We all have those foods we go to when we need a taste of nostalgia. Maybe we’re feeling down and we need a mood boost. Maybe we’re feeling great and we want to keep the good times going. Whatever the reason, reaching for a familiar food or meal is common, but the craving goes well beyond the contents and calories in the food itself. Let me explain.

The Psychology of Comfort Food via @Luvoinc

What is comfort food?

Comfort food is generally understood to be something that calls up pleasant, soothing feelings while we eat it. It’s often consumed when we’re feeling lonely or down, though some enjoy comfort foods when they’re feeling happy, too. Many of us associate the term with calorie-rich, fatty dishes, such as cheeseburgers and fries or chocolate cake. But chicken soup comes to mind as an example as well. For me, mac and cheese is a comfort food, maybe because my family often ate it around the Christmas holidays.

Why do we crave it?

So what’s going on here exactly? Well, a study published in the aptly named journal Appetite notes that comfort food is so important to us because our minds associate the food with the people involved in giving it to us. Furthermore, those of us who tend to develop strong relationships and attachments to others are even more susceptible to having foods that bring comfort when we’re feeling low.

So it’s not the calories in the comfort food you’re craving, it’s the people behind it, our friends and family members. When we eat these foods, memories of good times with these people come back—holidays, parties, occasions perhaps when we were sick but loved and well cared for. And when we’re feeling isolated, people with strong attachments tend to consume more comfort food than others.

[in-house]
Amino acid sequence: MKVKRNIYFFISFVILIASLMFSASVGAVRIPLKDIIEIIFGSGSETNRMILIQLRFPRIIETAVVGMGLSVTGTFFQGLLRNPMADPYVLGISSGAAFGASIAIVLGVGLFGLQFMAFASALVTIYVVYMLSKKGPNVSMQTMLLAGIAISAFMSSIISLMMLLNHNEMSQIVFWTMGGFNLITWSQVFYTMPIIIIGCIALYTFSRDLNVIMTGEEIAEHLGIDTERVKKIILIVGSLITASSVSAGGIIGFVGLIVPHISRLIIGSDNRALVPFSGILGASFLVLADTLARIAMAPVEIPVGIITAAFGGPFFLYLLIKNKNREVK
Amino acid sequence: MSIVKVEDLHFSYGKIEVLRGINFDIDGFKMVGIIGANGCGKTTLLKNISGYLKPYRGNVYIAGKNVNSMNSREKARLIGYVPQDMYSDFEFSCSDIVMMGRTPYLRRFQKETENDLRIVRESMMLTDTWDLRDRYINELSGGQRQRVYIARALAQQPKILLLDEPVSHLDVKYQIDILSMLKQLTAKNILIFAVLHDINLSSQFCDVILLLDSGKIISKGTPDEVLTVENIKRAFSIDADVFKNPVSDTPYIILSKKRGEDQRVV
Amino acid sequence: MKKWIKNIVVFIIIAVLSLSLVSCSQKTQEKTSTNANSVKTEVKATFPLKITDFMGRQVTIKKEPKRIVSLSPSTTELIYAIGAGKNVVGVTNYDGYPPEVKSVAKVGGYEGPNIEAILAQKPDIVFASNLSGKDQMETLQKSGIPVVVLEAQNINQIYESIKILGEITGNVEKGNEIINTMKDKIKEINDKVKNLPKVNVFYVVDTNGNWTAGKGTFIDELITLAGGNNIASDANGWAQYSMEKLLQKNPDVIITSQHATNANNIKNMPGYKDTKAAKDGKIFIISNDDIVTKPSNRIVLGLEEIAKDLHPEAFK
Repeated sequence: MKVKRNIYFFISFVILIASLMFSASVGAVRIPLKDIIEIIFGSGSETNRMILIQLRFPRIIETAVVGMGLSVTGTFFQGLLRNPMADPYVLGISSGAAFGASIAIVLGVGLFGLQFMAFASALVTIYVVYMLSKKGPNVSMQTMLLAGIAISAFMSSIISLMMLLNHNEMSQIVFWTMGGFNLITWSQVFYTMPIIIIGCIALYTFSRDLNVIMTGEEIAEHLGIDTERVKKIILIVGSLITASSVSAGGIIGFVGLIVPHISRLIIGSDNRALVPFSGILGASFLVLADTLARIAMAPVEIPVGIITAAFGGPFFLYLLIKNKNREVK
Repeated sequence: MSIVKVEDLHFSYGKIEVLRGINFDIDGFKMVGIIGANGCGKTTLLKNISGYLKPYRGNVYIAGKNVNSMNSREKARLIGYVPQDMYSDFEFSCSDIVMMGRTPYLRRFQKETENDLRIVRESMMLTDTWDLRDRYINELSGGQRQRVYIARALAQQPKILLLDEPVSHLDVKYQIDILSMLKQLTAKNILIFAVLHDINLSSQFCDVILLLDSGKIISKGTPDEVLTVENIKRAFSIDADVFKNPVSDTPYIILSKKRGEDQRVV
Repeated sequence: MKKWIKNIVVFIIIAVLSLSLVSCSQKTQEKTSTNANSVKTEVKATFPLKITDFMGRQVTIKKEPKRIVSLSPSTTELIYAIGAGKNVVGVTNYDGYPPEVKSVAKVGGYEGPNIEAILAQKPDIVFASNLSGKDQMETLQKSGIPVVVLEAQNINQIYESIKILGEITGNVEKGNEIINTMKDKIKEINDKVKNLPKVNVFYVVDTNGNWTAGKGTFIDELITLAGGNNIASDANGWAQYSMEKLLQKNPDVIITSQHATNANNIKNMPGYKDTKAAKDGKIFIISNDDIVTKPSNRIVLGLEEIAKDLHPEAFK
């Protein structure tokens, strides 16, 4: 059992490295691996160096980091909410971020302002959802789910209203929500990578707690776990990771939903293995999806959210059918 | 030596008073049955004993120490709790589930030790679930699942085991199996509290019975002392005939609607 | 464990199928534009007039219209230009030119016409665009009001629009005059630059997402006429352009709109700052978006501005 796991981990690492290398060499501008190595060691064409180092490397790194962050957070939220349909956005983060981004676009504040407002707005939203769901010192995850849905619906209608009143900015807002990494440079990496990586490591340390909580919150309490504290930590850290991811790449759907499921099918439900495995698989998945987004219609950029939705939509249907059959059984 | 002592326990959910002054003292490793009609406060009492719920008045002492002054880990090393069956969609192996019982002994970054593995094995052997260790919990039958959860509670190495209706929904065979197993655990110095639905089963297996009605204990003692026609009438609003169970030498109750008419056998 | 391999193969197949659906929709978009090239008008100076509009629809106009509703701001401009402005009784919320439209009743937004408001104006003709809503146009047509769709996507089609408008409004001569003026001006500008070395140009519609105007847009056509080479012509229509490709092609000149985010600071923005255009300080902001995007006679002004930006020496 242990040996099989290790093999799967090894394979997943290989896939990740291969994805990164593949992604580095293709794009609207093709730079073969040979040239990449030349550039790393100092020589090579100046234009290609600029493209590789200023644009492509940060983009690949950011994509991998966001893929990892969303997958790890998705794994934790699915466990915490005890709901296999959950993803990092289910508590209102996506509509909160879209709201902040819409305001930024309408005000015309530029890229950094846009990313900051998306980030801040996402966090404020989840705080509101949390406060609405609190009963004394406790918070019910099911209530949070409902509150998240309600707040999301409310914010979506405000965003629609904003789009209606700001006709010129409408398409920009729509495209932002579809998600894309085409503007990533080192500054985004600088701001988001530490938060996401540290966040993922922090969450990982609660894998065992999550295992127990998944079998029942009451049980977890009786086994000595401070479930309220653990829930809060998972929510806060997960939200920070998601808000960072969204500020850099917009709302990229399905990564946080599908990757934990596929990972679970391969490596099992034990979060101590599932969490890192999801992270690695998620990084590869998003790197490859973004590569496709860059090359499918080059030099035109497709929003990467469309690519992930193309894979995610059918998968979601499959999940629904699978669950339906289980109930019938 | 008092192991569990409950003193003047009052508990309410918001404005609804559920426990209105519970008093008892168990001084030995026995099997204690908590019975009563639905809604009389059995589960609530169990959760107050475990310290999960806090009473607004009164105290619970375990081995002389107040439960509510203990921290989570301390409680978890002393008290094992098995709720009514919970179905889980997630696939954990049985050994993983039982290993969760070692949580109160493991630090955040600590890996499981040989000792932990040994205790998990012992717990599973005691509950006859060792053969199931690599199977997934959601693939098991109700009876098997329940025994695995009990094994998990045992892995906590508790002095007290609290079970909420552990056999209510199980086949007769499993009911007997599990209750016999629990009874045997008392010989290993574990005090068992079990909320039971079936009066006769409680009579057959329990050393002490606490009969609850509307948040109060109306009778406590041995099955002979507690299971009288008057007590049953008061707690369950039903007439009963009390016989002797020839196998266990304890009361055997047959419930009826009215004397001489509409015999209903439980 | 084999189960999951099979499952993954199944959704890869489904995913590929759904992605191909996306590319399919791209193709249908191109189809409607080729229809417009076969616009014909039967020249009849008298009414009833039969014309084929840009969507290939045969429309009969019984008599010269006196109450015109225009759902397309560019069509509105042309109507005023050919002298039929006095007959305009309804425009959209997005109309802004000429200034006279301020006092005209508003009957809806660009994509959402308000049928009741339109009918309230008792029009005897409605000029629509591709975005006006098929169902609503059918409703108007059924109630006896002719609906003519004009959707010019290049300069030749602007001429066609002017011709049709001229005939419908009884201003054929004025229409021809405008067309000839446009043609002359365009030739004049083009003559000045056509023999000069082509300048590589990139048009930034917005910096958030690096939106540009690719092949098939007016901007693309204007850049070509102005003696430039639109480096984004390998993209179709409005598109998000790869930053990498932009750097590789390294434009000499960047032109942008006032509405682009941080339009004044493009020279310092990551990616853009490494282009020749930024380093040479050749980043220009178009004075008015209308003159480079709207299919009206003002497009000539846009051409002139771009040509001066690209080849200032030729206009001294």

What types of food can be comfort food?

Essentially any food can be a comfort food, as long as it has a strong memory associated with it. And extending this logic, “comfort food” can consist of more than just food. Any items you positively associate with your loved ones may bring the same level of positive feelings. Maybe it’s a book your brother gave you, or a leather baseball glove you played with as a kid, or a bottle of perfume that smells like your mother. Because scent is closely tied with memory, items—or foods—with particular smells can bring back strong memories. In that way, non-food items are like comfort food for the soul.

BBQ Chicken and Waffles via @Luvoinc

What foods do you consider comfort foods? Let us know in the comments section below!

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